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Letters to the Editor

Saturday letters: "Taj Mahal" court building shows no one is watching out for taxpayers

A new $48 million building is going up 6 miles southeast of Tallahassee to house the 1st District Court of Appeal. It features big-screen TVs, private bathrooms and kitchens.

Florida Department of Management Services

A new $48 million building is going up 6 miles southeast of Tallahassee to house the 1st District Court of Appeal. It features big-screen TVs, private bathrooms and kitchens.

Every day I read the paper and every day I become more and more disillusioned with politicians. The statement made, that several legislators were not aware that the funding for the new district courthouse was included in the 2007 transportation bill, is absurd.

Let's see: $48 million of my tax dollars being spent so frivolously and so casually. Who is minding the cookie jar? It is certainly not our elected officials.

As a taxpayer, I feel helpless. No one is really on our side. They are all about politics. Of course, the other question that comes to my mind is: Why is it just now being brought out? Why was this not made newsworthy in 2007?

Lynn Wood, Tierra Verde

Time for change

Florida's jails are overcrowded. Florida's courts are extremely backlogged. Hundreds of people working for Florida's judicial system have lost their jobs due to these mounting budget crises. Programs like the drug courts, which have proved to help thousands go straight, have been severely downsized.

Yet, Tallahassee legislators (some not aware?) approved the funding for a new $48 million 1st District Court of Appeal courthouse where "each" judge will get a 60-inch LCD flat screen TV, a private bathroom and a private kitchen with, of course, a microwave and refrigerator.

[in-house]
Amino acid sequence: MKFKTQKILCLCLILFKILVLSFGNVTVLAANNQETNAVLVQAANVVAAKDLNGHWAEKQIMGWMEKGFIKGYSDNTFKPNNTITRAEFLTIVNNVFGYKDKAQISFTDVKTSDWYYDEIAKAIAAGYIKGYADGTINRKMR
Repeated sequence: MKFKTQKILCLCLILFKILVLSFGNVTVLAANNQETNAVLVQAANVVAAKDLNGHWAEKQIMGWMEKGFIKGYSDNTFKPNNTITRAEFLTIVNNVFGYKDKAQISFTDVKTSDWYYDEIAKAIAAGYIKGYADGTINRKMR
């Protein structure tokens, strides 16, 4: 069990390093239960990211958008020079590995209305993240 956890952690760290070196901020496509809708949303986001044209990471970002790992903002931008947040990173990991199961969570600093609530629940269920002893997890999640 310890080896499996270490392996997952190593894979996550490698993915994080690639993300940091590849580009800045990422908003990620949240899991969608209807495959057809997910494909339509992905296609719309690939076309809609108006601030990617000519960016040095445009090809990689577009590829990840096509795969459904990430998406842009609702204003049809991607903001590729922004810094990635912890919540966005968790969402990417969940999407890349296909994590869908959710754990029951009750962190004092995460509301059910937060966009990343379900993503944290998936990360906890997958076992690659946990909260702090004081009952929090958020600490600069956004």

Sen. Victor Crist attached this amendment to a 142-page transportation bill which was approved the last day of the 2007 session. This amendment was also lobbied furiously by Chief Judge Paul Hawkes and Judge Brad Thomas.

Spending $48 million of our taxpayers' money at this time to build a new courthouse for the Court of Appeal while the rest of Florida's judicial system suffers monetarily is a disgrace and shows an extreme lack of responsibility by our legislators. Voters should remember in November that it is seriously time for a change in Tallahassee!

Jack Burlakos, Kenneth City

Something must be done

I find myself forced to comment upon the actions of 1st District Court of Appeal Chief Judge Paul Hawkes for wasting millions of dollars when the court system is laying off staff.

Is it even legal for judges to lobby the Legislature? Did Hawkes do so on state time? If so, he should be fired. If we can't fire Hawkes, can he be demoted or reassigned to a lower court, like traffic court? If nothing else, the state should ensure that no satellite or cable service is ever connected to that building, and the TVs are sent to schools.

Lastly, I find it baffling that the editors of the St. Petersburg Times recommend that Sen. Victor Crist, who purposely hid this abhorrent monstrosity in the state transportation budget on the last day of the session, now be elected to the Hillsborough County Commission.

Colin Povey, Clearwater

What a guy

I just looked through the latest available information on Tampa Sen. Victor Crist's Web page (even back to 2007) and found nothing that indicated he stuffed that amendment into the transportation bill for the $48 million bond issue for a courthouse. I guess he forgot to include that little tidbit of news about the great things he is doing for Florida.